Houses of Power: The Places that Shaped the Tudor World by Simon Thurley - review by John Guy

John Guy

Crown Estates

Houses of Power: The Places that Shaped the Tudor World


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Few properties have provided stage sets for more thrills and spills over a single century than those owned by the Tudors. Simon Thurley, whose unrivalled architectural expertise and superb writing made The Royal Palaces of Tudor England the fastest-selling art book of 1993, sets out in Houses of Power to tell the story of why the Tudor monarchs built their houses the way they did and what went on inside them. The result is a triumph: a masterly collective biography of these buildings, replete with insights into their owners’ private lives and into politics, diplomacy and court etiquette. Room layouts, tastes in interior and exterior decoration, religious observances, construction costs, transport arrangements and the matter of who had access to the king or queen predictably get full treatment. Of greater interest to most readers, though, will be Thurley’s vignettes of domesticity – kitchens, bathrooms, bedchambers and who slept in them, the royal wardrobe, nurseries, stables, gardens, leisure facilities, palace security and so on. This isn’t l’histoire totale and is not meant to be, but Thurley shows how an entire way of life was shaped by these buildings, not merely for their occupants, who could number anything from 500 to 1,500, but also for whole communities living and working within a fifty-mile radius. The fact, for instance, that Elizabeth I spent almost half the nights of her forty-four-year reign at one or other of her houses in Surrey explains why cash-strapped locals complained that, though theirs was one of the smaller counties of England, ‘it is the most charged of any, by reason that her majesty lies in or about the shire continually, and thereby it is charged with continual removes and carriage of coals, wood and provisions of the court … also by my lord treasurer for the repair of her majesty’s houses’. It puts a quite different spin on ‘Queen Elizabeth slept here’. 

Barely months after winning at Bosworth, the ‘sad’, ‘dark’ and ‘politic’ Henry VII of tradition was, in Thurley’s riveting account, already in full flood, ordering construction works and seeking to transmit the confidence and power of the monarchy through its physical settings. He filled his properties with hundreds of yards of tapestries and fine textiles, personalising everything (including stonework and woodcarving) with his badges and heraldic arms. He equipped himself with stables, barges, gardens and hunting grounds. He took a close interest in the choice of music in his chapel, the places in which he was to attend Mass, the number of friars who prayed for him and the arrangements for his dynastic mausoleum. Unsurprisingly for a ruler obsessed with state security, a careful ritual was carried out at bedtime: the straw mattress laid beneath his luxurious feather-filled mattress was stabbed several times with a dagger ‘to make sure there was nothing untoward in it’. Even though he was noted for his ‘keeping of distance’, he nonetheless developed a craze for tennis. Indoor tennis courts were built at several of his houses and a dedicated recreation zone was created at his new palace in Richmond.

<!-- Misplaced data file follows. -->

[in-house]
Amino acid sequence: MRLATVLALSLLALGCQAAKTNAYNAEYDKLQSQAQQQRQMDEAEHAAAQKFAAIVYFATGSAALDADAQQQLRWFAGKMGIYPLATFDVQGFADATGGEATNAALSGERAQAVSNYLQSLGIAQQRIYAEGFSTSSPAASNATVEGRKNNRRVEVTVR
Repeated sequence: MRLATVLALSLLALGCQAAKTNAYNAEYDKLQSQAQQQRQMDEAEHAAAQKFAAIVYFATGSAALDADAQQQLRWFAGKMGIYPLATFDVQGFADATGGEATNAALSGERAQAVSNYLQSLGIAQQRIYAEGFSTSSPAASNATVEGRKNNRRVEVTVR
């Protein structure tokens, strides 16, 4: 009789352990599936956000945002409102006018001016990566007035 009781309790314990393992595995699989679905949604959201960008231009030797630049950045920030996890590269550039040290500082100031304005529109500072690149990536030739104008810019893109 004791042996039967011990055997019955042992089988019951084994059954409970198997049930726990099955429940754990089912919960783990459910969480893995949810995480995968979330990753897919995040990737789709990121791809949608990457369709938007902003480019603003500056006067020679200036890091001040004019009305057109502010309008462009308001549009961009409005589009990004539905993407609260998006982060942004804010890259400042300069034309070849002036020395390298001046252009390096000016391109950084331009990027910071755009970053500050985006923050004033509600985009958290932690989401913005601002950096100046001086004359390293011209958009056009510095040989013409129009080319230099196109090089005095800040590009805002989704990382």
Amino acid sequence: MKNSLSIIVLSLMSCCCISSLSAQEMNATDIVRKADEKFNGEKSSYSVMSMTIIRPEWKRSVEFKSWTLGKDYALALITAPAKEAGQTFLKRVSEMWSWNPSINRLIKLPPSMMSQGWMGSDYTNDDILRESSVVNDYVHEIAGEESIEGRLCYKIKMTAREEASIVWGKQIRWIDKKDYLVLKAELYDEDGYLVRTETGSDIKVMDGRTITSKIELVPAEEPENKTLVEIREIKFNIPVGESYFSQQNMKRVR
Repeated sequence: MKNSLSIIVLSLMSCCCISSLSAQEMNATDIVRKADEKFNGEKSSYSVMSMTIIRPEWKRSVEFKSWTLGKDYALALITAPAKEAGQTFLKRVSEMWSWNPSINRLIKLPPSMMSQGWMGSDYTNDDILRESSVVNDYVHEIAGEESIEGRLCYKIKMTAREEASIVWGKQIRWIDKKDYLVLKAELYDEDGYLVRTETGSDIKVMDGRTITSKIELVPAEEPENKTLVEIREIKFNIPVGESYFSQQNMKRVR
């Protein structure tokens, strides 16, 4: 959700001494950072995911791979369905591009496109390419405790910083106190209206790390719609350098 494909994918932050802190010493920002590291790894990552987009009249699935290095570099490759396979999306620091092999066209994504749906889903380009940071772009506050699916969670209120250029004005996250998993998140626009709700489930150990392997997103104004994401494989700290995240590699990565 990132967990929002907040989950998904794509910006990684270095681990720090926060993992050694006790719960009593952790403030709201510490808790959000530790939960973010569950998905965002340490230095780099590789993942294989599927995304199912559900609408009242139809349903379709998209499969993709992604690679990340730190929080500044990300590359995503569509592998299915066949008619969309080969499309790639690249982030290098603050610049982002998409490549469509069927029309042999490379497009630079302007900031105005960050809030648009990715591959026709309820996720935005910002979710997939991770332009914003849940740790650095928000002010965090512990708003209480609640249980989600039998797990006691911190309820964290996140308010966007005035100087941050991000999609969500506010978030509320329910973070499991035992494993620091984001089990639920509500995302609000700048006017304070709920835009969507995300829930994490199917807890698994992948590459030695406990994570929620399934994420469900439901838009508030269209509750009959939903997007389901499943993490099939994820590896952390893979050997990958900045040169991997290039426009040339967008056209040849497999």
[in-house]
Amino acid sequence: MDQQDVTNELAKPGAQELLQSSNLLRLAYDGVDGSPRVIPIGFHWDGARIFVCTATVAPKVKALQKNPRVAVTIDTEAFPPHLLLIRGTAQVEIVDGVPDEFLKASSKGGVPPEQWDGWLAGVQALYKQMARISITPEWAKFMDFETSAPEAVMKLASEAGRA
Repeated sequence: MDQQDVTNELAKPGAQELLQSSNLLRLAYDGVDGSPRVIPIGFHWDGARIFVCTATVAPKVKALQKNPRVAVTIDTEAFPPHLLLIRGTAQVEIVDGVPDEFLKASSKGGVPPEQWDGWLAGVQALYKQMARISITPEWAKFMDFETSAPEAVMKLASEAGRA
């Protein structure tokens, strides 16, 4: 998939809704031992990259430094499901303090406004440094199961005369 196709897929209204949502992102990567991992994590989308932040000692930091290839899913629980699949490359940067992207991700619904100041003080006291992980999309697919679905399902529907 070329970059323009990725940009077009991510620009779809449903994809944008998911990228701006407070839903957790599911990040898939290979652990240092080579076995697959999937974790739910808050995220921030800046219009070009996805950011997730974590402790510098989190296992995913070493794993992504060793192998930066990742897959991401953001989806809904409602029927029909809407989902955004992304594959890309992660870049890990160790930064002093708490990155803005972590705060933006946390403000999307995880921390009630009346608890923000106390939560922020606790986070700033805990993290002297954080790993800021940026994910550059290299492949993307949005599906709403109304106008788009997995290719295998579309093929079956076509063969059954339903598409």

Henry VIII carried on where his father left off, but on a gargantuan scale. He inherited twenty palaces and houses, along with half a dozen castles adapted for residential use. With Cardinal Wolsey behind him, he doubled this tally and then struck out on his own, acquiring twenty-five further properties, his endeavours funded from the loot Thomas Cromwell extracted from the monasteries. In total, Henry spent the colossal sum of £1 million on buildings and interior decorations at a time when only four families in the whole of England were worth £2,000 a year (I usually multiply by a thousand to give a rough estimate of modern purchasing equivalents, putting Henry’s expenditure in the region of £1 billion in today’s terms, though the actual figure could be three times as high).